The French Enlightenment thinkers of the 18th century thought little of mythology and therefore dealt relatively rarely and only casually with the figure of Prometheus. None of them - with the exception of Voltaire - saw in the Titan the representative of a revolutionary spirit.

In 1750, Jean-Jacques Rousseau passed a scathing judgment on the deed of Prometheus in his treatise on the sciences and the arts, which was critical of civilization. He found that the progress of science and the arts had corrupted morals and made people weak and unhappy through luxury and effeminacy.

The fruitless thirst for knowledge had produced nothing but evils. Instead of virtues, talents would be rewarded. Prometheus, the inventor of science, was a god hostile to the leisure of man, which the Greeks had adopted from the Egyptians. They would have judged him unfavorably, as the legend of his punishment reveals.


Poetic reception in the 16th and 17th century

In Renaissance poetry, the saga was usually addressed in a conventional sense and only in passing, often without reference to a symbolic background. The torment of the punished Titan served as a commonplace in the depiction of suffering of all kinds.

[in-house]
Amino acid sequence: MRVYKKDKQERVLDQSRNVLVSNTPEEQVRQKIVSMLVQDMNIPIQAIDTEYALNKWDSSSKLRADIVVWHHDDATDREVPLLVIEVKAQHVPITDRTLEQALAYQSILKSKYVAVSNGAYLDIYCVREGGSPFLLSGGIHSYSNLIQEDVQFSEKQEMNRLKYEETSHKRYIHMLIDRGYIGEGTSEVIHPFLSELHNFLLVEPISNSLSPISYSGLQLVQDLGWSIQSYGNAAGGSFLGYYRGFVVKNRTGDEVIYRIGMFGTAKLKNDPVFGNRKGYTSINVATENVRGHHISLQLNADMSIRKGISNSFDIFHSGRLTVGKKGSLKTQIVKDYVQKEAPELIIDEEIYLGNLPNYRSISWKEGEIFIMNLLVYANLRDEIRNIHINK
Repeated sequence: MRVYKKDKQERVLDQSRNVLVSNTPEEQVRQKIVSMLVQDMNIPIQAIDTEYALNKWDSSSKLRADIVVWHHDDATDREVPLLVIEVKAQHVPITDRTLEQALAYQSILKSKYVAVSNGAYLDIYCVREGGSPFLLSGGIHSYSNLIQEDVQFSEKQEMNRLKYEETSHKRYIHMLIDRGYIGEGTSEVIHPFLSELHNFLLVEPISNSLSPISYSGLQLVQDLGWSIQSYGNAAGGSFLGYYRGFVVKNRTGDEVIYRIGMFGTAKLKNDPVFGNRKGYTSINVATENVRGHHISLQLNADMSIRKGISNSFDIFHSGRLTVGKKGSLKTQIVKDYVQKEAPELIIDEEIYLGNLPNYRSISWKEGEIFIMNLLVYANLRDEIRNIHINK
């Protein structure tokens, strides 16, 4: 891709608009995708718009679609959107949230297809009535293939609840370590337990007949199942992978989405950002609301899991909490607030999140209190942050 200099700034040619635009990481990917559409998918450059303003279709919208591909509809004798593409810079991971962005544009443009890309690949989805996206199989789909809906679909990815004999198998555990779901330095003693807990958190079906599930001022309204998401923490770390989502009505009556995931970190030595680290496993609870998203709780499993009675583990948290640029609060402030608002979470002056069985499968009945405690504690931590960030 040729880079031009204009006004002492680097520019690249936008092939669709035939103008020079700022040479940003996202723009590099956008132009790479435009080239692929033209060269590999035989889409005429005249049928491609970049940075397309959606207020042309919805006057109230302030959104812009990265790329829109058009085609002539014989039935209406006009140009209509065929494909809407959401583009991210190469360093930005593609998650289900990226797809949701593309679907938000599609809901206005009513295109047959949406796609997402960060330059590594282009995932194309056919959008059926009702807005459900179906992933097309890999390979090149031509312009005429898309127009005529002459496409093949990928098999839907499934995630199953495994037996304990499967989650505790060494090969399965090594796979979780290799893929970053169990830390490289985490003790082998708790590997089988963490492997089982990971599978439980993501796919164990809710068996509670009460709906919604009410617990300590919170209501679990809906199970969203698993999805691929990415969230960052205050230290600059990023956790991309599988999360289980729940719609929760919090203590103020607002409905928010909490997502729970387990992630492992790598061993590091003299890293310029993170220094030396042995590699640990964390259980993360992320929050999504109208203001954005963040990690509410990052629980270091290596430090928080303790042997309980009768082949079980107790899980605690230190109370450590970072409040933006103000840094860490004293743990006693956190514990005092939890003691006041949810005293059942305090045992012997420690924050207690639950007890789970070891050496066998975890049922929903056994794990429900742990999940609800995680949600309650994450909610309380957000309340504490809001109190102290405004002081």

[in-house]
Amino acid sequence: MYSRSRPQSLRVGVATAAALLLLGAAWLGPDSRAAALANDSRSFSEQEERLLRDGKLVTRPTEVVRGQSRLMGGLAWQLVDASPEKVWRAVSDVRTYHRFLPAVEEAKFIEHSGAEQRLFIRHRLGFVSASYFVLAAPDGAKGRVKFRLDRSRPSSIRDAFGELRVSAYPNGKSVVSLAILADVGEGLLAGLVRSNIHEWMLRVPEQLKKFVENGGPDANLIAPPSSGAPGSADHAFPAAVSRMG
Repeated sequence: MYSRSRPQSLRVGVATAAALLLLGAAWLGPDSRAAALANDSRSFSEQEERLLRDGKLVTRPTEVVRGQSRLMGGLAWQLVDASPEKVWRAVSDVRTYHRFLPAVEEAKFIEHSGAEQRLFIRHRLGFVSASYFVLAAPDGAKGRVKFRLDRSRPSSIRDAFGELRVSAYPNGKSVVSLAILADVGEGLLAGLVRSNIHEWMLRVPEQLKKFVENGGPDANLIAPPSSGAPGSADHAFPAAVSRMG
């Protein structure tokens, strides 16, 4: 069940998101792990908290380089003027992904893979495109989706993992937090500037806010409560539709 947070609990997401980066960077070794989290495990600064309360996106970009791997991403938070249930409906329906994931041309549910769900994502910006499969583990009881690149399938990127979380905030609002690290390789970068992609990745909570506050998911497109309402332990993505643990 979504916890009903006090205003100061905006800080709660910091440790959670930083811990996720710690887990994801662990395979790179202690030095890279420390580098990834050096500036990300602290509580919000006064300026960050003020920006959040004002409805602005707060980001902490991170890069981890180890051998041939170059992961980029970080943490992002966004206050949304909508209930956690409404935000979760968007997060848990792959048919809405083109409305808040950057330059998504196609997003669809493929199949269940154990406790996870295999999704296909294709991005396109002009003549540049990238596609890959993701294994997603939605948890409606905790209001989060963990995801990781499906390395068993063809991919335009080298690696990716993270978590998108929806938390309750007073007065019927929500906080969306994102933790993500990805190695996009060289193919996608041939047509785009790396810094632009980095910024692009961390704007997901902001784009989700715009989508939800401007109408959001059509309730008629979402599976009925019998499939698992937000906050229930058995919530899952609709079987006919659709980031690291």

In love poetry in particular, it was drawn upon to depict the misery of unrequited love by means of a drastic comparison, with the eagle or vulture playing the role of the tormenting passion. The desired woman was compared to Pandora, the bringer of bad luck, or to stolen fire.

Among the poets who exploited the material in this context were Pierre de Ronsard, Joachim du Bellay, and Maurice Scève. In another interpretation, Ronsard allegorically equated Prometheus with the biblical Adam, that is, with human nature that had been redeemed by Christ like the ancient sufferer of Heracles.

The poet identified the eagle here with the inexorable Old Testament law, which had been overcome by the grace of Christ. Rémy Belleau devoted a long poem to the lament of the bound Prometheus over the injustice of his punishment.

Only sporadically does Prometheus appear in Renaissance poetry as a model of poetic creativity or as the founder of poetry. According to the account of the Latin poet humanist Marco Girolamo Vida in his Poetics, published in 1527, mankind owes not only fire but also poetry to its mythical benefactor.

George Chapman took up this motif in 1594. He portrayed Prometheus as a creator who had created man according to his own concept without outside help. Of such a kind, he said, were the ingenious, superhuman poets who conjured up a world out of their imagination; they were "Promethean Poets."